NASA finds signs of water on Mars, raising hopes of finding life

NASA scientists have found evidence of liquid water on the surface of the Red Planet.

The space agency announced today that after years of investigation, they have determined that water intermittently seeps from below ground and on to the Martian surface. The water appears to ebb and flow depending on the season and the weather.

NASA scientists had previously detected crystalized water in the Martian soil and traces of large ancient water flows millions of years old, but this is the first time they have found evidence of water flowing on present-day Mars.

"We're starting to put together a much more interesting picture of what Mars is really like," said John Grunsfeld, an astronaut and associate administrator of NASA's Science Mission Directorate, at a press conference. "Our instruments today are showing us a much more dynamic and complex planet, and that is very exciting."

Discovering the presence of water on Mars is a big step for scientists, but it also leads to other questions. Since water is a key element needed for life as we know it, could life have ever existed on Mars And if it did, could life on Mars still exist, or could evidence of that ancient life be found

Since NASA plans to send humans to Mars in the 2030s, could their habitat be built near one of the areas with water so astronauts could use it for drinking and to grow crops

"When you look at Earth, water is a central ingredient," said Michael Meyer, lead scientist for NASA's Mars Exploration Program. "Everywhere you go, there is liquid water, even if it's deep in the Earth. We haven't been able to answer the question, does life extend beyond Earth But now we have a much better idea of where to look … and now we can thoroughly look for life and make that positive identification."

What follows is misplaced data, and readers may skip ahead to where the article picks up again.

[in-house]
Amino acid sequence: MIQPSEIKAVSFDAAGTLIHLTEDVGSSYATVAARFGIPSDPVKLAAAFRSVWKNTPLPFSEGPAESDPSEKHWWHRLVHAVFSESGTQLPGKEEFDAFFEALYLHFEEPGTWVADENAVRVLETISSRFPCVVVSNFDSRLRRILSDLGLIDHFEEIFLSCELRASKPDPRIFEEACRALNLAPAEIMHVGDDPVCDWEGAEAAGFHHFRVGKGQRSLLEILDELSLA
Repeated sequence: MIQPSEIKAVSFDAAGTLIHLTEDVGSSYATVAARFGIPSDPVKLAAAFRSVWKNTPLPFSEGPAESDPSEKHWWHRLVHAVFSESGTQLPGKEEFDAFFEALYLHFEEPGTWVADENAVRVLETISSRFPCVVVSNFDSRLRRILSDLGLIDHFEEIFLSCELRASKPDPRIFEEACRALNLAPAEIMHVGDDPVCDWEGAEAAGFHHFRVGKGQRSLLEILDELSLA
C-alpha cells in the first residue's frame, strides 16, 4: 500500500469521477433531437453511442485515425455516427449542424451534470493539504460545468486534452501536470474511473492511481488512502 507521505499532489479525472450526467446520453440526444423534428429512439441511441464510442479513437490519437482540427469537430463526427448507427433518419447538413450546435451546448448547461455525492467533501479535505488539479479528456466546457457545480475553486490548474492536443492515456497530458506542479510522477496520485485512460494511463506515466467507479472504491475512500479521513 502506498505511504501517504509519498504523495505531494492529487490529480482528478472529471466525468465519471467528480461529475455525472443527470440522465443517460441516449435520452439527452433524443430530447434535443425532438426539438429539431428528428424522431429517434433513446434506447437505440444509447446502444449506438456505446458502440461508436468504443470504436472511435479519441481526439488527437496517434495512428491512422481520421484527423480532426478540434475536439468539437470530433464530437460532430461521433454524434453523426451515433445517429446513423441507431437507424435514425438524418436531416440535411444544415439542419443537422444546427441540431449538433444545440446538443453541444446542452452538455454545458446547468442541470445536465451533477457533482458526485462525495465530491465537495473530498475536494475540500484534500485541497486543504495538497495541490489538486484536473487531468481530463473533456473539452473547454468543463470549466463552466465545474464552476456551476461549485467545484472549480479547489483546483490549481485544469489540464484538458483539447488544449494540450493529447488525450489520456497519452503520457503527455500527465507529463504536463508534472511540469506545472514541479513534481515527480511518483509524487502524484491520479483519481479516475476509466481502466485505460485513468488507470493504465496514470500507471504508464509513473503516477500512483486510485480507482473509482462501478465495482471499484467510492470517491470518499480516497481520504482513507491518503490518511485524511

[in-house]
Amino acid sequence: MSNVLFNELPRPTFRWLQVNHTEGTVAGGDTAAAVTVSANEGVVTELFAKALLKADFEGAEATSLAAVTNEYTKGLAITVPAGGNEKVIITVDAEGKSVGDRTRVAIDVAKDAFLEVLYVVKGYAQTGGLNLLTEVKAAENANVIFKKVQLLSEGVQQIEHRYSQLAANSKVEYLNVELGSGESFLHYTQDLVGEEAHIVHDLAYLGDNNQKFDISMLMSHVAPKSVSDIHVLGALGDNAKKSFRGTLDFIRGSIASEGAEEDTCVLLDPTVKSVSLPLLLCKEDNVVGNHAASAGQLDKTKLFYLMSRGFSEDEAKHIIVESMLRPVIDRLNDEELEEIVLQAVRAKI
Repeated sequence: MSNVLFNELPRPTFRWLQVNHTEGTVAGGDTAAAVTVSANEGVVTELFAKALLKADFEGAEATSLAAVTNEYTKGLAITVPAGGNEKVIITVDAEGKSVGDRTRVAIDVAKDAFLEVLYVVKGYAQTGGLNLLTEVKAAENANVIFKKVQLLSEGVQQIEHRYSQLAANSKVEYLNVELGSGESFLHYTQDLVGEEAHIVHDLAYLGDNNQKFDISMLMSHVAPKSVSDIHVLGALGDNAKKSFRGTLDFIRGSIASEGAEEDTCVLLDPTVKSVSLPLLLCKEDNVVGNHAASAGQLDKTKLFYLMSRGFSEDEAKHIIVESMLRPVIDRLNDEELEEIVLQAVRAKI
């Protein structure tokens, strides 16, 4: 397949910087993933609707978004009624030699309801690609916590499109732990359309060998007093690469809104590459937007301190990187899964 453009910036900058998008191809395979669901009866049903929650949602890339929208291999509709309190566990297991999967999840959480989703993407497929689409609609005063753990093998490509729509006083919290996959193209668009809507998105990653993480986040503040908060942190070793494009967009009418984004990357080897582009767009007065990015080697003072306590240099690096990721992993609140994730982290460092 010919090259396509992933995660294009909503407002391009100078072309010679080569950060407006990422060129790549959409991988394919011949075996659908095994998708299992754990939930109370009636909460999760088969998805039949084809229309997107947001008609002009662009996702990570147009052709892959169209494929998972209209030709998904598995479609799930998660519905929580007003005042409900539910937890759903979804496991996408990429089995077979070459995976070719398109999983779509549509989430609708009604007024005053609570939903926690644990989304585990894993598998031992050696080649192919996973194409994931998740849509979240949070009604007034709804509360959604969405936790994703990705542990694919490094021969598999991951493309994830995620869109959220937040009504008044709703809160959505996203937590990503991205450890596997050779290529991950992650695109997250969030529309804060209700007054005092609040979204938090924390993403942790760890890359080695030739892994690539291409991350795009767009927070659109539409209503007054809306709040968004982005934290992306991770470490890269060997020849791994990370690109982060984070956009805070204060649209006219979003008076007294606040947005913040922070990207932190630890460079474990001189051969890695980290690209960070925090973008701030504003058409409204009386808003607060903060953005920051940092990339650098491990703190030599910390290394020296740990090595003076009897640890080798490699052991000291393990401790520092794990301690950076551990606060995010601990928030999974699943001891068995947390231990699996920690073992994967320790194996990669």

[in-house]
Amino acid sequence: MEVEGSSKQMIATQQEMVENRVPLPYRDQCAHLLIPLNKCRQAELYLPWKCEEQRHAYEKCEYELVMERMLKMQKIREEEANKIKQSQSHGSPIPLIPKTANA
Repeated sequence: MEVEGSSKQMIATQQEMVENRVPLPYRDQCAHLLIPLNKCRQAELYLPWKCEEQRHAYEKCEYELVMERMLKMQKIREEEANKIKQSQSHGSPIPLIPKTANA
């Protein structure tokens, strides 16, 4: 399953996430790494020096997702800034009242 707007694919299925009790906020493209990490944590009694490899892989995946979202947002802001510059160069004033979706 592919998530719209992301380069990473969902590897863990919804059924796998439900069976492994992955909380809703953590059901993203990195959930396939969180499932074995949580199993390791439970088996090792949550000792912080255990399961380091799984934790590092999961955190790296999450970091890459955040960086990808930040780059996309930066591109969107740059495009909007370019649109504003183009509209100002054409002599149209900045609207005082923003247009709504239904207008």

The water seeping to the surface of Mars, scientists say, is extremely briny. It's much saltier than the Earth's oceans but that doesn't mean it can't be used by future human explorers.

"Our results may point to more habitable conditions on the surface of Mars than we had once thought," said Mary Beth Wilhelm, an astrobiology Ph.D candidate and a civil servant with NASA's Ames Research Center. "Water may be an important resource for future explorers and may decrease the cost and increase the activity of humans on the planet."

The discovery began when scientists noticed dark streaks that appeared and then mysteriously disappeared on mountainsides and slopes in different areas of the planet. The streaks seemed to show up in warm seasons -- when temperatures are above minus-10 degrees Fahrenheit -- and fade as the seasons cooled.

Researchers then began using the imaging spectrometer on the Mars Reconnaissance Orbiter to study the area and detected hydrated salts on the slopes where the streaks had been.

Scientists say it's likely a shallow subsurface flow, with enough water seeping to the surface to explain the dark streaks. Now scientists will explore further to find out if there is a substantial amount of water in aquifers close to the surface.

Alfred McEwen, a principle investigator with the Mars Reconnaissance Orbiter, said he's not only looking forward to finding out more about the amount and location of the water on Mars, he's also expecting to find evidence of present-day life there.

"I think the possibility of life in the interior of Mars is rather high," he said. "It's very likely, I think, that there is life in the crust of Mars – microbes. Maybe there's something we can find close to the surface."

NASA has sent robotic rovers, including Curiosity and its predecessor Opportunity, to study Mars. Next year, NASA is scheduled to launch a mission that will probe the interior of Mars. Scientists hoep to learn whether the planet's core is solid or liquid, and why its crust is not divided into tectonic plates like the Earth's surface.

In 2020, NASA plans to launch its next super rover, that is designed to search for minerals, make oxygen on the Martian surface and continue NASA's search for signs of life.


Sharon Gaudin

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